Syria: Interview with Robert Onus, MSF Raqqa response project coordinator
MSF is working in Tal Abyad hospital, supporting trauma care, surgical services and the overall running of the hospital in partnership with the local health authorities. We have eight ambulances providing referral services around Raqqa city so that anyone who is injured or needs emergency medical care can access the secondary healthcare facilities MSF supports in Kobanê, Menbij or Tal Abyad. We also have an advanced medical point in Hazima, north of Raqqa city, for patients in the northern Raqqa countryside who need emergency medical care, and we have five vaccination teams working across the governorate. In addition, we are supporting a basic healthcare clinic and a vaccination team in Ain Issa camp treating displaced people from Raqqa.
What are the main challenges facing the population fleeing Raqqa?
As Raqqa city is besieged we have very little information about what is happening inside the city. We know there are injured people, we know there are people in need of medical care but, due to the intensity of the conflict, we are unable to access them and there are no safe passages for these people to exit the city.
Patients we are treating for war-related injuries tell us there is still a large number of sick and war- wounded people trapped inside Raqqa city with very limited access to medical care and very few possibilities to get out of the city. We are extremely concerned about the wellbeing of those who are left behind without sufficient access to healthcare.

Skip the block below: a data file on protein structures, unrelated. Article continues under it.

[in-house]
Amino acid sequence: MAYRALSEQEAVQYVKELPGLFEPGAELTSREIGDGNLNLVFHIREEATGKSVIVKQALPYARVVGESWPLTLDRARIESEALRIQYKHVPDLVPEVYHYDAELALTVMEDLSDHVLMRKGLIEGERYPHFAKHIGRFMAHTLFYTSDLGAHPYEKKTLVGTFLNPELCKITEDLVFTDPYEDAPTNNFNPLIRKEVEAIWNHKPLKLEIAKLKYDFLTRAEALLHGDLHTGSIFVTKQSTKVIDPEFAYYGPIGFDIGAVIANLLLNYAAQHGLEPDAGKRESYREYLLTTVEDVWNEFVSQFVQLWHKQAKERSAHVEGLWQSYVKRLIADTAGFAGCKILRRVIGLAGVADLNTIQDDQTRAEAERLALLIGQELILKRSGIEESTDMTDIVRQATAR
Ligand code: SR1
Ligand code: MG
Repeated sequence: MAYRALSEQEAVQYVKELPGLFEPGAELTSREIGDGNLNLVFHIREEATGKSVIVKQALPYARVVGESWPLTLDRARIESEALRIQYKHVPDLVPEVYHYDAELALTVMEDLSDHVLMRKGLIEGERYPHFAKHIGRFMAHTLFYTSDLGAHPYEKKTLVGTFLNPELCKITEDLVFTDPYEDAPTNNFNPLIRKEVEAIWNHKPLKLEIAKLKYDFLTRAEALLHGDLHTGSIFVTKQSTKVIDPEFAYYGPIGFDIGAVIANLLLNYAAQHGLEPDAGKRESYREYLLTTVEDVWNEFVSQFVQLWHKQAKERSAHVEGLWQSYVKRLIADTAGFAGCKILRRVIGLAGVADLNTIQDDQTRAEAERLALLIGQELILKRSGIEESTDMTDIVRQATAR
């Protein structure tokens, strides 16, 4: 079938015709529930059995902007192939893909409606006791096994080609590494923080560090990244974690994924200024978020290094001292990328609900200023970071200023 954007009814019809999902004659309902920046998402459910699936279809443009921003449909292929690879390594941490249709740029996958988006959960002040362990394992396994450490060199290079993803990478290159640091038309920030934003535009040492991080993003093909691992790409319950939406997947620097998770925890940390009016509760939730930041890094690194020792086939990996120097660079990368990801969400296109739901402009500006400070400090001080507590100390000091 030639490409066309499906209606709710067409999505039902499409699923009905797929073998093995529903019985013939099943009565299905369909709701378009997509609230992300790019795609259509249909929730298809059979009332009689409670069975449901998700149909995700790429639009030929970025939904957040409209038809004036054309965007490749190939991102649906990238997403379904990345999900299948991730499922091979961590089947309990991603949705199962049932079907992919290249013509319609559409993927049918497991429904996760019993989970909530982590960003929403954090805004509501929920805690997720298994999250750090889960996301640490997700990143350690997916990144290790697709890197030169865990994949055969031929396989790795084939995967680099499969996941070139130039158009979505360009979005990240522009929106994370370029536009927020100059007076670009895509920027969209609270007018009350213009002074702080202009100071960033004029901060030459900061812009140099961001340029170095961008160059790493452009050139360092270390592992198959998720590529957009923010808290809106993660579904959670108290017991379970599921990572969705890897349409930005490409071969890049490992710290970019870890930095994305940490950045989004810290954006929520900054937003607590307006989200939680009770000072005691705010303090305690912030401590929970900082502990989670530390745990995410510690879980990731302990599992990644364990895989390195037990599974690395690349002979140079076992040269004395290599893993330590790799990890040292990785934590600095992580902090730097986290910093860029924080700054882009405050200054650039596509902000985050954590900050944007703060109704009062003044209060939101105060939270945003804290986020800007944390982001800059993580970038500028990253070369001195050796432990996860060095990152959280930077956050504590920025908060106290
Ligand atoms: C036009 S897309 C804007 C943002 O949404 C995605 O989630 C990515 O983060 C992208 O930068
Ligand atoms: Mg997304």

On the other hand, many people from around Raqqa are returning to their villages but still face the residual impact of the conflict. The villages and towns are littered with explosive remnants of war, including improvised explosive devices, booby traps and unexploded ordnances. We are receiving many patients in our ambulances and hospitals who are suffering from blast injuries and gunshot wounds. The vast majority of these patients are civilians who have been injured either in the midst of the conflict or in its aftermath when they returned home.
The city of Raqqa is a warzone; there is a very clear frontline and it is very difficult for civilians to cross that frontline. Some are able to cross at night, or perhaps they can use smugglers to leave the city but there is certainly no organised or coordinated way to medically evacuate injured or sick people from the city. Unfortunately, the people we can access with our services are the only ones that could reach us.
For example, in Tal Abyad hospital, we received a patient who had lost seven family members. He had shrapnel in his chest and arrived with his daughter and wounded mother, who was trapped for 15 hours underneath the rubble of a building that collapsed after an airstrike. They were finally able to access basic medical care and later fled the city.